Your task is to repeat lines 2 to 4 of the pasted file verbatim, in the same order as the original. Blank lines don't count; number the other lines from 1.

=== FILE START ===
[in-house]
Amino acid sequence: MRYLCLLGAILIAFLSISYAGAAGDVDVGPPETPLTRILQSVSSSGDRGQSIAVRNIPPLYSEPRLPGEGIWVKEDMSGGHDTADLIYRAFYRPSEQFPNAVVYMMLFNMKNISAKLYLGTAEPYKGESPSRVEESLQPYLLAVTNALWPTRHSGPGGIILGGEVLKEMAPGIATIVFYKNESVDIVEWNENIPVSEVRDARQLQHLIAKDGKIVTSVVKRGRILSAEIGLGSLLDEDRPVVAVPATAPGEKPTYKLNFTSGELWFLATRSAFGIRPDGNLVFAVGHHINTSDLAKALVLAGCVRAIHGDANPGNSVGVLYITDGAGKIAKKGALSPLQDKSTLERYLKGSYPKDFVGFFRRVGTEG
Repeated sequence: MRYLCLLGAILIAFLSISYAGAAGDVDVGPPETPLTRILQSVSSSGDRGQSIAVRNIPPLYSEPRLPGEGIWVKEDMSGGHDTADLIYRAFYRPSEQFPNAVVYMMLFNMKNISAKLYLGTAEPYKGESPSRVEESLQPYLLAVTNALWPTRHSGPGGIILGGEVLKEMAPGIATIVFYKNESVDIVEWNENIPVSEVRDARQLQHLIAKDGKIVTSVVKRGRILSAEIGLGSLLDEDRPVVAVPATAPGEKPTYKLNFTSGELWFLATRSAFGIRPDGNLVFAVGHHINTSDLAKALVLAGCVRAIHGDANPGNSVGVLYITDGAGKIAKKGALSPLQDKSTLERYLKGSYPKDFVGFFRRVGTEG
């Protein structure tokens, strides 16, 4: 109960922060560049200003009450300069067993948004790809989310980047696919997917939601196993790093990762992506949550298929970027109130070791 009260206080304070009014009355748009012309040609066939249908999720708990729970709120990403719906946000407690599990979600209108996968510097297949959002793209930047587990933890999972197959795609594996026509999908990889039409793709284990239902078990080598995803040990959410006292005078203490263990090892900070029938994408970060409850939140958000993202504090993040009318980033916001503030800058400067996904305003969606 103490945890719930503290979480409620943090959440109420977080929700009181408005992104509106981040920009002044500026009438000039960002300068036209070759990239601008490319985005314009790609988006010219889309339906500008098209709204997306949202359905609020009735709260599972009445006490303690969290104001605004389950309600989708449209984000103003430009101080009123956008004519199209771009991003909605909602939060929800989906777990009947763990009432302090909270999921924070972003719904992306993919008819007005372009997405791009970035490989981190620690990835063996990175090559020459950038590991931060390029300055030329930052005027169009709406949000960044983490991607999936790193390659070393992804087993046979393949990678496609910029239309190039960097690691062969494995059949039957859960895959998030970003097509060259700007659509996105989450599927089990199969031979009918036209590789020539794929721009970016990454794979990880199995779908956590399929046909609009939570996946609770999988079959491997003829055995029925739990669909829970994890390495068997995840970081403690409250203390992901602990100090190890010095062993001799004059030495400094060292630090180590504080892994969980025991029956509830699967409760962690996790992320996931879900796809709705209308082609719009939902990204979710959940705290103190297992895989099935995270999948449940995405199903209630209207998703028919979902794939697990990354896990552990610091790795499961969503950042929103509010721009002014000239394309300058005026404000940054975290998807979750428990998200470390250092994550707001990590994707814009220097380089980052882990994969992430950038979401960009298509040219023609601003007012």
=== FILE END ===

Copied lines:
Amino acid sequence: MRYLCLLGAILIAFLSISYAGAAGDVDVGPPETPLTRILQSVSSSGDRGQSIAVRNIPPLYSEPRLPGEGIWVKEDMSGGHDTADLIYRAFYRPSEQFPNAVVYMMLFNMKNISAKLYLGTAEPYKGESPSRVEESLQPYLLAVTNALWPTRHSGPGGIILGGEVLKEMAPGIATIVFYKNESVDIVEWNENIPVSEVRDARQLQHLIAKDGKIVTSVVKRGRILSAEIGLGSLLDEDRPVVAVPATAPGEKPTYKLNFTSGELWFLATRSAFGIRPDGNLVFAVGHHINTSDLAKALVLAGCVRAIHGDANPGNSVGVLYITDGAGKIAKKGALSPLQDKSTLERYLKGSYPKDFVGFFRRVGTEG
Repeated sequence: MRYLCLLGAILIAFLSISYAGAAGDVDVGPPETPLTRILQSVSSSGDRGQSIAVRNIPPLYSEPRLPGEGIWVKEDMSGGHDTADLIYRAFYRPSEQFPNAVVYMMLFNMKNISAKLYLGTAEPYKGESPSRVEESLQPYLLAVTNALWPTRHSGPGGIILGGEVLKEMAPGIATIVFYKNESVDIVEWNENIPVSEVRDARQLQHLIAKDGKIVTSVVKRGRILSAEIGLGSLLDEDRPVVAVPATAPGEKPTYKLNFTSGELWFLATRSAFGIRPDGNLVFAVGHHINTSDLAKALVLAGCVRAIHGDANPGNSVGVLYITDGAGKIAKKGALSPLQDKSTLERYLKGSYPKDFVGFFRRVGTEG
């Protein structure tokens, strides 16, 4: 109960922060560049200003009450300069067993948004790809989310980047696919997917939601196993790093990762992506949550298929970027109130070791 009260206080304070009014009355748009012309040609066939249908999720708990729970709120990403719906946000407690599990979600209108996968510097297949959002793209930047587990933890999972197959795609594996026509999908990889039409793709284990239902078990080598995803040990959410006292005078203490263990090892900070029938994408970060409850939140958000993202504090993040009318980033916001503030800058400067996904305003969606 103490945890719930503290979480409620943090959440109420977080929700009181408005992104509106981040920009002044500026009438000039960002300068036209070759990239601008490319985005314009790609988006010219889309339906500008098209709204997306949202359905609020009735709260599972009445006490303690969290104001605004389950309600989708449209984000103003430009101080009123956008004519199209771009991003909605909602939060929800989906777990009947763990009432302090909270999921924070972003719904992306993919008819007005372009997405791009970035490989981190620690990835063996990175090559020459950038590991931060390029300055030329930052005027169009709406949000960044983490991607999936790193390659070393992804087993046979393949990678496609910029239309190039960097690691062969494995059949039957859960895959998030970003097509060259700007659509996105989450599927089990199969031979009918036209590789020539794929721009970016990454794979990880199995779908956590399929046909609009939570996946609770999988079959491997003829055995029925739990669909829970994890390495068997995840970081403690409250203390992901602990100090190890010095062993001799004059030495400094060292630090180590504080892994969980025991029956509830699967409760962690996790992320996931879900796809709705209308082609719009939902990204979710959940705290103190297992895989099935995270999948449940995405199903209630209207998703028919979902794939697990990354896990552990610091790795499961969503950042929103509010721009002014000239394309300058005026404000940054975290998807979750428990998200470390250092994550707001990590994707814009220097380089980052882990994969992430950038979401960009298509040219023609601003007012």